A campus-minister friend told me about some students who were talking excitedly about an 80s-themed party they had attended. “Did you have 80s parties when you were in college?” one of them asked.

“Yeah,” he said. “We called them parties.”

A similar dynamic is at work in the category of words called retronyms. Here’s the definition of retronym from Merriam-Webster:

a term (such as analog watch, film camera, or snail mail) that is newly created and adopted to distinguish the original or older version, form, or example of something (such as a product) from other, more recent versions, forms, or examples

We’ve seen a lot of new retronyms as we have moved more of our lives into the digital world and out of the analog world—in-person meeting, landline, brick-and-mortar store.Analog world, of course, is a retronym…it’s what we used to call the world. In fact, anything prefaced with analog will be a retronym.

Retronyms didn’t start with the digital revolution. Technological advances of all sorts have generated retronyms. The term silent film didn’t exist until talkies became the norm. (I suspect there’s also a name for the linguistic process by which a neologism like talkies falls out of use as the new technology it describes becomes the norm…now that all movies are talkies, we don’t call them talkies. If you know a name for that process, send me an email!) The term acoustic guitar came along only after the electric guitar came along. There was no such term as hardback book until paperback books were invented.

There was a time when the devices we now known as hand trucks were just called trucks—until pickup trucks and panel trucks stole all their glory. I’d be interested to know…in British English, where trucks are called lorries, are hand trucks still called trucks? I’d love to hear from you, Brits.

Speaking of British English, that’s a retronym too. For many centuries, British English was just English. Sorry, Brits. That’s what you get for spreading your language all over the world.

Some retronyms come not from technological change so much as cultural or societal change. The retronym two-parent family emerged in the 1970s and grew through the 1980s and 1990s as one-parent families became more common. In 1960, the term sit-down restaurant would have made no sense. How else was anybody supposed to eat in a restaurant? The term sit-down restaurant entered the language as drive-thrus grew in popularity.

Then there are retronyms that arise because of historical events. Before World War II there was no World War I (it was The Great War). Similar circumstances gave us the First Peloponnesian War, the First Dutch-Anglo War, and every First Farewell Tour by aging rockers who can’t quite bring themselves to give it up. 

In researching for this letter, I ran across the term backronym. A backronym is an acronym that is made up to match up with an already-existing word. For example, the AMBER emergency alert system in the US was named in memory of a girl named Amber Hagerman. At some point, the name Amber got turned into an acronym, America’s Missing: Broadcast Emergency Response.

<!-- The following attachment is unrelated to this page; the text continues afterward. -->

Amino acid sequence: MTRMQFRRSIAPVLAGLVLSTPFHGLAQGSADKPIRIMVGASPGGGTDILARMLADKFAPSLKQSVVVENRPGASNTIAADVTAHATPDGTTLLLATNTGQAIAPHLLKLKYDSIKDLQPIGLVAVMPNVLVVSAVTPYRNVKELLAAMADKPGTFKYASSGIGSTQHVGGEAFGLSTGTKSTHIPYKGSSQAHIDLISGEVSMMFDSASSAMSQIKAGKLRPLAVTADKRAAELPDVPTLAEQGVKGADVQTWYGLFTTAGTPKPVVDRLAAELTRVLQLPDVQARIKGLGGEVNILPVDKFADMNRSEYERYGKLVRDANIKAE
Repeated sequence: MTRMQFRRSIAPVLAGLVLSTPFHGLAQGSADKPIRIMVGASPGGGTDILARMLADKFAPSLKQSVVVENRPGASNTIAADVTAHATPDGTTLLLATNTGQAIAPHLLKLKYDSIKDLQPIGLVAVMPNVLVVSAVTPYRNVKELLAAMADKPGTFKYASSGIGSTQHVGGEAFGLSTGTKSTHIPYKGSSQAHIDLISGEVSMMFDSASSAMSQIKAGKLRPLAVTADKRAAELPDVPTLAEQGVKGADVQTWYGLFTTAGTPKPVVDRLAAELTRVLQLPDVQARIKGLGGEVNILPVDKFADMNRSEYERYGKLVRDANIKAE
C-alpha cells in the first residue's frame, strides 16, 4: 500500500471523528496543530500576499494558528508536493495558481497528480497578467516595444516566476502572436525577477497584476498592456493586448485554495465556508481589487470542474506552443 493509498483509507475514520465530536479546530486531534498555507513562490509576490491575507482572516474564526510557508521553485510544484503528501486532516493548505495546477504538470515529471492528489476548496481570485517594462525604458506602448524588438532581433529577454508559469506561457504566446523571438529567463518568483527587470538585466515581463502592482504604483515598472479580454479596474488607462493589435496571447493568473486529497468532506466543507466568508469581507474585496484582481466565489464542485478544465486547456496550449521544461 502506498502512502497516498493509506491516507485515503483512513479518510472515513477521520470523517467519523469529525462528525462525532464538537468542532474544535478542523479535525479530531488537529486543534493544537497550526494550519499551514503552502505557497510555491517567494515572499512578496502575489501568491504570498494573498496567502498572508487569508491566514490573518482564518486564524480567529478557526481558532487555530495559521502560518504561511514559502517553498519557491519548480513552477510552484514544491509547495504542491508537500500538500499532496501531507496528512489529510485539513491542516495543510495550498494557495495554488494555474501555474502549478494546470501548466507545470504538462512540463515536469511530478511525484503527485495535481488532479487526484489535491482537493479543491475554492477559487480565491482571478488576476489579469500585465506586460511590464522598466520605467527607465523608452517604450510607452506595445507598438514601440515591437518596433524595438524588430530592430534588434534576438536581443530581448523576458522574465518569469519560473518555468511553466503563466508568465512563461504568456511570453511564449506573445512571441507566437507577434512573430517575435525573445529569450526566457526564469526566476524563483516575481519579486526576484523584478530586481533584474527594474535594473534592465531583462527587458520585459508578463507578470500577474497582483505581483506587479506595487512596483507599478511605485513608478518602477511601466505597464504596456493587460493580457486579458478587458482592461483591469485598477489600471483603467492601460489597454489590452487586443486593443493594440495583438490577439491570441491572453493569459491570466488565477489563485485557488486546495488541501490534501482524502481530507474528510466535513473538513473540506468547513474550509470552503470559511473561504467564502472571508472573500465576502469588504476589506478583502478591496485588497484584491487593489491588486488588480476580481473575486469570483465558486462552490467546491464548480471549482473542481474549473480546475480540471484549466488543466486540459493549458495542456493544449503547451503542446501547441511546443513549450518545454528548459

I was surprised to learn that the APGAR test given to newborn babies (Appearance, Pulse, Grimace, Activity and Respiration) was originally named for Dr. Virginia Apgar. That backronym worked out quite well.

The PATRIOT Act (Providing Appropriate Tools Required to Intercept and Obsruct Terrorism) is a good example of the now-common practice of giving a pieces of legislation a name that is a backronym from the get-go. See also the DREAM Act (Development, Relief, and Education for Alien Minors) and the CARES Act (the Coronavirus Aid, Relief, and Economic Security Act).

One is reminded of this exchange from the first episode of Agents of S.H.I.E.L.D.:

Maria Hill: What does S.H.I.E.L.D. stand for, Agent Ward?

Grant Ward: Strategic Homeland Intervention, Enforcement and Logistics Division.

Maria Hill: And what does that mean to you?

Grant Ward: It means someone really wanted our initials to spell out “shield.”

Occasionally a backronym gets mixed up in a false etymology. I have long heard (and repeated) that the word posh was an acronym for Port Out, Starboard Home. The idea was that on a ship sailing from Great Britain to India, the most expensive and desirable berths were those most protected from the afternoon sun—which would be on the port side going out from Great Britain and on the starboard side coming back to Great Britain. Apparently that’s not true. The derivation of the word posh is unclear, but Port Out, Starboard Home is a backronym, not the origin of the term. Which was a sadness for me…

Recursive Acronyms
And finally, just for fun, I close with the phenomenon known as the recursive acronym. This is an acronym in which one of the letters of the acronym stands for the acronym itself, as in this Dilbert Cartoon:

Perhaps the most ludicrous recursive acronym I’ve ever run across is from this motivational video from singer-songwriter/personal trainer Dave Barnes. Who can overcome personal limitations? YOU that’s who. And what does YOU stand for?


Now you see what makes Dave Barnes is such a great songwriter. (And also a hilarious podcast guest.)

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